The United States on Tuesday demanded that Pakistan dismantle a terrorist network blamed for attacking a U.S. embassy as Pakistanis defended efforts to fight militants and demonstrated against the increasing U.S. pressure.
White House spokesman Jay Carney said Pakistan “needs to take action to deal with the links” that U.S. officials say exist between the Pakistani intelligence agency and the Haqqani Network, based along Pakistan’s border with Afghanistan.
The United States has been publicly increasing pressure on Pakistan since Navy Adm. Mike Mullen, chairman of the Joint Chiefs of Staff, told Congress last week that Pakistan's Inter-Services Intelligence (ISI) agency helped plan the attacks on the embassy and NATO headquarters in the Afghan capital, Kabul, two weeks ago.
Pakistan defended its efforts to fight terrorism Tuesday, when Foreign Minister Hina Rabbani Khar told the U.N. General Assembly that her country has lost more than 30,000 people to terrorist attacks over the past decade.
She also appealed for “greater trust” in Pakistan’s war against terrorism.
“We must demonstrate complete unity in ranks, avoid recrimination, build greater trust and more importantly bring about the requisite operational coordination in combating this menace,” she said.
The foreign minister highlighted the assassination of Benazir Bhutto, a former prime minister who was killed in 2007.
“Numerous politicians have lost sons and brothers and fathers at the hand of terrorists,” she said.
In Pakistan, thousands of protesters denounced the United States in marches throughout the South Asian nation. Hundreds of demonstrators shouted, “Death to America,” in a protest outside the U.S. Consulate in Karachi.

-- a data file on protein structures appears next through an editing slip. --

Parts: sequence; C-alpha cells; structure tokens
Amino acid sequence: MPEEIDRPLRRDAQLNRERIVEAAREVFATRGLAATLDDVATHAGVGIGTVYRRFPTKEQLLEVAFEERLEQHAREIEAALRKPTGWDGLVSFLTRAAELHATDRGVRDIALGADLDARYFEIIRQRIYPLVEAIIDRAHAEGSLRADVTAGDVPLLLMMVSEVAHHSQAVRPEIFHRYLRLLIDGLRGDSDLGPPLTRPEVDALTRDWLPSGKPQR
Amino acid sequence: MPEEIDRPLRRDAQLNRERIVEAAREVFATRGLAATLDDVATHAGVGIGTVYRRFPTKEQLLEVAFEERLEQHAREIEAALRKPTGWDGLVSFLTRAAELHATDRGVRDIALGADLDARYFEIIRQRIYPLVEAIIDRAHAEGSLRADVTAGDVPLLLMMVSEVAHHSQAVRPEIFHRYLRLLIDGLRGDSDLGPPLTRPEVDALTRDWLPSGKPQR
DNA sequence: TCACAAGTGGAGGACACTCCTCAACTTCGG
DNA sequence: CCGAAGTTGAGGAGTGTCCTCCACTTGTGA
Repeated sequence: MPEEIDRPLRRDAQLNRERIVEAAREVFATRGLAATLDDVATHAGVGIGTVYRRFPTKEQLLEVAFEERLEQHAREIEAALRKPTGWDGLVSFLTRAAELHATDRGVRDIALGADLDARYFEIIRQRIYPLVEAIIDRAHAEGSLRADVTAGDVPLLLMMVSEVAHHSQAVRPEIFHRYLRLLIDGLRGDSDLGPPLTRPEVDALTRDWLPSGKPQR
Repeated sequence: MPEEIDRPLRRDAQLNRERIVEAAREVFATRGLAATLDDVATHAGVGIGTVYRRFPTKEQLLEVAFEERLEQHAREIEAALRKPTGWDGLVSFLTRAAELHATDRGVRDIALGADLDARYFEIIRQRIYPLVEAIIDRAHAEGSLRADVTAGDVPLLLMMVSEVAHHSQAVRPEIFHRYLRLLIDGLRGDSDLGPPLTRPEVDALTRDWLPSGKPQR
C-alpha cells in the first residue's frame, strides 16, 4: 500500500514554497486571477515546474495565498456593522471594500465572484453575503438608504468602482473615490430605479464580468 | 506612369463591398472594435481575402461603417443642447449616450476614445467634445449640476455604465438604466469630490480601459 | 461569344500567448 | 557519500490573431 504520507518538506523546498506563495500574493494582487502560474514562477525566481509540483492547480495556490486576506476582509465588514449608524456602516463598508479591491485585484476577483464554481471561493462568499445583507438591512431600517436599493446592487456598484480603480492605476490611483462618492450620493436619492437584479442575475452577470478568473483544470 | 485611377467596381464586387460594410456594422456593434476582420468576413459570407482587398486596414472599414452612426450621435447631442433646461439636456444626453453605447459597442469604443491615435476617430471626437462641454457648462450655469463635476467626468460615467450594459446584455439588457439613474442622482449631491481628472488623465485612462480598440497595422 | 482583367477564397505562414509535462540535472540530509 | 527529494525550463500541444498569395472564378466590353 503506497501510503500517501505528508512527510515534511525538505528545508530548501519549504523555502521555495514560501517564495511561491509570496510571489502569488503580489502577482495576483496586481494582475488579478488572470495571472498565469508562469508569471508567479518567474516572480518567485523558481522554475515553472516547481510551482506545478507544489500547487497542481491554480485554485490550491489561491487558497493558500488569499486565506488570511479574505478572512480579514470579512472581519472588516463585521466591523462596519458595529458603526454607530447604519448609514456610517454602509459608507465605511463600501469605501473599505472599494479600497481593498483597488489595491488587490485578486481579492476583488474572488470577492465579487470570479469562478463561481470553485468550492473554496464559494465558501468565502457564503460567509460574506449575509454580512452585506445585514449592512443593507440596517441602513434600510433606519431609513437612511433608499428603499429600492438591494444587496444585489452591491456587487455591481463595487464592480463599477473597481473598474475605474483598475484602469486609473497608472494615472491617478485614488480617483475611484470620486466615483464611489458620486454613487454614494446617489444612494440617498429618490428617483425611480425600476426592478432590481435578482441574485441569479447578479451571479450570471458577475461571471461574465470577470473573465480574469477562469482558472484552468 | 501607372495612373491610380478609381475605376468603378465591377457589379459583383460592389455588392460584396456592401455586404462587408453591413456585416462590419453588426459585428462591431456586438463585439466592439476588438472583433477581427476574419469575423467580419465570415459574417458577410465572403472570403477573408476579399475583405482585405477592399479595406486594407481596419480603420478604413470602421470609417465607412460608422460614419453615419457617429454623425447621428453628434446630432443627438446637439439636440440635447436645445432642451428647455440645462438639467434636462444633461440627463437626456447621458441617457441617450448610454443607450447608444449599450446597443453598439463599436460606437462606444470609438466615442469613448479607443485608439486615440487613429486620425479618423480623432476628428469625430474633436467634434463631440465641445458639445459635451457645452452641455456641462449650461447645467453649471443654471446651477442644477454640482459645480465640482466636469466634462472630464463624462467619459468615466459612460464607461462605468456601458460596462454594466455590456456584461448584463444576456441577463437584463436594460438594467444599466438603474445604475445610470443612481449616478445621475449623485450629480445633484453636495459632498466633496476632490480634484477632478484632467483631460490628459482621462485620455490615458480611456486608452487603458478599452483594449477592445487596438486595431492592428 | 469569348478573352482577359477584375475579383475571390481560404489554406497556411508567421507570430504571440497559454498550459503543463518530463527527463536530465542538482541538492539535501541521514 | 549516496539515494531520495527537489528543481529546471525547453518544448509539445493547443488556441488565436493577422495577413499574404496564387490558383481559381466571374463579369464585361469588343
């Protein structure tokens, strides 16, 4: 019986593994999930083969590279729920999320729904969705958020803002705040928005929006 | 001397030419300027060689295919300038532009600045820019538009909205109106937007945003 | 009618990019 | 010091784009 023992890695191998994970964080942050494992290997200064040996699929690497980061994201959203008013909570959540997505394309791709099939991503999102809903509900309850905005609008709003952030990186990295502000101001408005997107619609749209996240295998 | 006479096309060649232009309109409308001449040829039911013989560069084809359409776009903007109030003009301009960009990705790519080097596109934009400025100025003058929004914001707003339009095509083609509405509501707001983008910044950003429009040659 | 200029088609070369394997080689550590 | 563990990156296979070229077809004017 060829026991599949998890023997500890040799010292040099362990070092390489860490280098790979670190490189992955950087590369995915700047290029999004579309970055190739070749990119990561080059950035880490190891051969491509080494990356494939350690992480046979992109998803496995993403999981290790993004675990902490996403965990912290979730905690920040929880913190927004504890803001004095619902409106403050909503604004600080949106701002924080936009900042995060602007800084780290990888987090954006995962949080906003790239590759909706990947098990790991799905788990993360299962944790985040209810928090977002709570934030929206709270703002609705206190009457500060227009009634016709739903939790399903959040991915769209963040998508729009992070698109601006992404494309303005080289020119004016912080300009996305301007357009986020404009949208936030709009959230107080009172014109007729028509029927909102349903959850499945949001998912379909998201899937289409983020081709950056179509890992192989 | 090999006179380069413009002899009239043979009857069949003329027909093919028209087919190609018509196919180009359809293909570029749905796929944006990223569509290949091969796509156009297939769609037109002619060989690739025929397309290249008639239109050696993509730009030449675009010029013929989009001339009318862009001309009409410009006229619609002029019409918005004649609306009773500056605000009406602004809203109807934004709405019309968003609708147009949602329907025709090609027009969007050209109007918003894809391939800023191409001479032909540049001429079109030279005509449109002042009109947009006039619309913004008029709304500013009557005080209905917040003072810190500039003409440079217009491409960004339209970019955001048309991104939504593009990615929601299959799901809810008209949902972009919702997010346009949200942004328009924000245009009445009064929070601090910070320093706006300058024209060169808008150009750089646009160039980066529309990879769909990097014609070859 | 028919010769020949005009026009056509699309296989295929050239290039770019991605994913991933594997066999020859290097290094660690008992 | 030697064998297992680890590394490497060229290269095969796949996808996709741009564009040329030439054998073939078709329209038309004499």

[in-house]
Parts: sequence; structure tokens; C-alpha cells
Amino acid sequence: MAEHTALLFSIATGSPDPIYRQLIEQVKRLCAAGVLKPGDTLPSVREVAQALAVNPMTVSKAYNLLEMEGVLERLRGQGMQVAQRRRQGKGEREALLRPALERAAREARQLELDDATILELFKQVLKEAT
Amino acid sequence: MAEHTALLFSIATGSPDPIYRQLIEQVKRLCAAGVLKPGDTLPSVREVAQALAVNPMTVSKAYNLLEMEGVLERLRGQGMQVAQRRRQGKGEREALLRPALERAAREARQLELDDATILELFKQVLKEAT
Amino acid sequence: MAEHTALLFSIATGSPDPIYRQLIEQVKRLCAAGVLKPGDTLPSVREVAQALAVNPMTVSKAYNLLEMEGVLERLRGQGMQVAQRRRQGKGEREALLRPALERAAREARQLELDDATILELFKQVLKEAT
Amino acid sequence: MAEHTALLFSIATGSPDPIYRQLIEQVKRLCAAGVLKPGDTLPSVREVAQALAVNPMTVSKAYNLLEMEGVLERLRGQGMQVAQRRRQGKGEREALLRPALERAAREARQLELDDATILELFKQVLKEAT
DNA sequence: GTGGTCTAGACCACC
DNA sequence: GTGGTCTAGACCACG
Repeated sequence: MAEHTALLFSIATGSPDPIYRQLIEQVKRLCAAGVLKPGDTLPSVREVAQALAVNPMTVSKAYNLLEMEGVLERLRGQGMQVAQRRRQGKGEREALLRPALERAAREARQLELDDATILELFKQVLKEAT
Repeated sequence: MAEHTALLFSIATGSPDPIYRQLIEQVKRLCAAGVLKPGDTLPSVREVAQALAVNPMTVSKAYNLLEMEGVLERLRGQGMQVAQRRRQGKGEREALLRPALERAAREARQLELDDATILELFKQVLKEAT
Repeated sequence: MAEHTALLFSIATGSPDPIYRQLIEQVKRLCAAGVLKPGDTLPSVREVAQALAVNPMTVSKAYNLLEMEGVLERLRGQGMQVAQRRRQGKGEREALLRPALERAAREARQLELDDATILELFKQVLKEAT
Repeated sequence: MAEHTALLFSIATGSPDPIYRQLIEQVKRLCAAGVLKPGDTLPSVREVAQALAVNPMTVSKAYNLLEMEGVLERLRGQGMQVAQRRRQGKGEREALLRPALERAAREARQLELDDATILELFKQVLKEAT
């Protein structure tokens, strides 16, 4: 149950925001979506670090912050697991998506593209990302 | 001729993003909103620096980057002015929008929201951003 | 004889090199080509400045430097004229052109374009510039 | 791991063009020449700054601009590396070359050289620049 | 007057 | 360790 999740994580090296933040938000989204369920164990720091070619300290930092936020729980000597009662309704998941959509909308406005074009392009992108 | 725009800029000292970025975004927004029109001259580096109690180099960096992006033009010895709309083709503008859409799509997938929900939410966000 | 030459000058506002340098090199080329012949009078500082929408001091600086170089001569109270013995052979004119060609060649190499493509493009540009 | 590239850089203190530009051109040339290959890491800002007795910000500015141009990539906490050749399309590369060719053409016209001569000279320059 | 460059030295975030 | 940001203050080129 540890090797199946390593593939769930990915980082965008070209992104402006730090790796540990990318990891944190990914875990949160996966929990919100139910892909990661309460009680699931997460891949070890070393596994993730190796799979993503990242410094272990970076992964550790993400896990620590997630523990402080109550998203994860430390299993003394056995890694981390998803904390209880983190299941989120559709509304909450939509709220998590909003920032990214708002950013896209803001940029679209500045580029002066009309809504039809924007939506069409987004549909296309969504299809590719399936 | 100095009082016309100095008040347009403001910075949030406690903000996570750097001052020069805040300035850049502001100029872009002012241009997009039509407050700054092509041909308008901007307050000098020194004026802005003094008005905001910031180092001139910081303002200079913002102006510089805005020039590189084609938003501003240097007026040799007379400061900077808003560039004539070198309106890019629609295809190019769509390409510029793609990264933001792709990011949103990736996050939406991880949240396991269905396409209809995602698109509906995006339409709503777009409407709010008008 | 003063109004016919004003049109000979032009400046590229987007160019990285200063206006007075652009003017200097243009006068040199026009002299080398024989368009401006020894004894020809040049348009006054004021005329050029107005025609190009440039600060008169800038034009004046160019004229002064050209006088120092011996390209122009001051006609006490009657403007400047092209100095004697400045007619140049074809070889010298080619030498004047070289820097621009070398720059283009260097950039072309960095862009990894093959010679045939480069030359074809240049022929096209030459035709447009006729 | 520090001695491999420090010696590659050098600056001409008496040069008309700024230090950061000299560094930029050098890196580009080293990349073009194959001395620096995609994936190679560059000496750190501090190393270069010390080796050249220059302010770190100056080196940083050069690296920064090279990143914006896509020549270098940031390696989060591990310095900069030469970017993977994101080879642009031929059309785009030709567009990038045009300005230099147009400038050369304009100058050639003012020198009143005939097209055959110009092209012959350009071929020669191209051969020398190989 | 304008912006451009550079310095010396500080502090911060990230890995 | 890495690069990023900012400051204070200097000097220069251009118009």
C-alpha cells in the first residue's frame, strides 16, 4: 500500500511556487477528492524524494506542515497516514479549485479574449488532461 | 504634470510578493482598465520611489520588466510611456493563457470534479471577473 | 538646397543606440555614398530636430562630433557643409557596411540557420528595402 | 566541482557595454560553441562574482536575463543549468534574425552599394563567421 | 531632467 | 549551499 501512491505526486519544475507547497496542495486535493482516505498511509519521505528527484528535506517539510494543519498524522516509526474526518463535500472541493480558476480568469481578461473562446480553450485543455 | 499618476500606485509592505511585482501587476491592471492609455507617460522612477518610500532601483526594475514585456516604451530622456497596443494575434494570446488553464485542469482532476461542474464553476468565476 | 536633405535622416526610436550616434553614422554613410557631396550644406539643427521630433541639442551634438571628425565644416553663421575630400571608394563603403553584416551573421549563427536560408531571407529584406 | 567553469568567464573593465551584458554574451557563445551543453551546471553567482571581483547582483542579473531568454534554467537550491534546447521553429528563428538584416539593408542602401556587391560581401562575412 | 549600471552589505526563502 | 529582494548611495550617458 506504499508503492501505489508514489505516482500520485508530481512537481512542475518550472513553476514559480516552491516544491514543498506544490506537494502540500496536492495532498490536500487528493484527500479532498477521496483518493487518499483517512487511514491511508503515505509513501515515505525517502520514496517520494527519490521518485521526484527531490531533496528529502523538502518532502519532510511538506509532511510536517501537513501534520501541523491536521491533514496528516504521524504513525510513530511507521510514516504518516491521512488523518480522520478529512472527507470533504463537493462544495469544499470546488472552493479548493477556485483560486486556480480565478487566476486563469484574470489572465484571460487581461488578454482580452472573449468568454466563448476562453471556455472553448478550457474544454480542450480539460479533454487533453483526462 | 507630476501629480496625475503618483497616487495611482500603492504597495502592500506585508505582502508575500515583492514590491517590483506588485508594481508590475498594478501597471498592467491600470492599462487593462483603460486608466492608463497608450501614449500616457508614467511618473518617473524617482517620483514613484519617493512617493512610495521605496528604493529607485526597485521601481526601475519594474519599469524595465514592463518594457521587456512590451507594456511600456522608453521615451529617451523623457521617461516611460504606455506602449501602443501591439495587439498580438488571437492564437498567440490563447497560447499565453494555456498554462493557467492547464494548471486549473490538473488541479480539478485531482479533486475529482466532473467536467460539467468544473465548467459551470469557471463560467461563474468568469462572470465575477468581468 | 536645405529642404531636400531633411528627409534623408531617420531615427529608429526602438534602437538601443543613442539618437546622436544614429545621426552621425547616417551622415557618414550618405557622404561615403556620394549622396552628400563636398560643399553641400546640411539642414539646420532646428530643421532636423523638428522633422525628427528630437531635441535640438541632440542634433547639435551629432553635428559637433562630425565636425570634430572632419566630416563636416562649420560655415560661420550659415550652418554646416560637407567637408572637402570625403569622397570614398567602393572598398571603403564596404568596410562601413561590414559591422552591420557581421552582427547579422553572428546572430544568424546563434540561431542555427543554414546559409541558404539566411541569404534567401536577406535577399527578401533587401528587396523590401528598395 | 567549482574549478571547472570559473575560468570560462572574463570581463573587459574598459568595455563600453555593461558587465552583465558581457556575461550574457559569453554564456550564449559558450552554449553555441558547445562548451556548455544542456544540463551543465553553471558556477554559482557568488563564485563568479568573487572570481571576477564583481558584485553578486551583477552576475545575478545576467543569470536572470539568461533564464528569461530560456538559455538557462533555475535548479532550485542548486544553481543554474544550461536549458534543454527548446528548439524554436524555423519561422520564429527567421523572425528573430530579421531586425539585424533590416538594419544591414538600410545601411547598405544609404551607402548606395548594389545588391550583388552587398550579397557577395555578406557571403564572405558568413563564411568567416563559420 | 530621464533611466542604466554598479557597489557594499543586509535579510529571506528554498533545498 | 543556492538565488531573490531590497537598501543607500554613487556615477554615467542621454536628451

Meanwhile, Interior Minister Rehman Malik met with a visiting Chinese official in what some analysts interpreted as an attempt to bolster relations with China. He promised to attack Chinese militants hiding along Pakistan’s border with China.
Pakistani Prime Minister Yousuf Raza Gilani praised Pakistani-Chinese relations, calling them “higher than mountains, deeper than oceans, stronger than steel and sweeter than honey,” the Associated Press reported.
U.S. concerns about the relationship between the ISI and the Haqqani Network have dominated recent diplomatic meetings, including a 3½-hour session between Secretary of State Hillary Rodham Clinton and Pakistan’s foreign minister in New York last week.
“Pakistan’s national security apparatus has supported the Haqqani fighters for decades. But we’ve seen in the past what happens when terrorists are given a de facto safe haven, as the Haqqanis have in parts of Pakistan. It doesn’t turn out well for either Pakistan or the United States,” the official said.
“The open question is whether Pakistan has the will or the ability to crack down on the Haqqani Network. The U.S. has done its part to degrade the group’s capabilities but can’t do it entirely on its own.”
Adm. Mullen’s testimony last week to the Senate Armed Services Committee marked the first time that a senior U.S. official had publicly linked the Pakistani spy service to attacks on U.S. interests.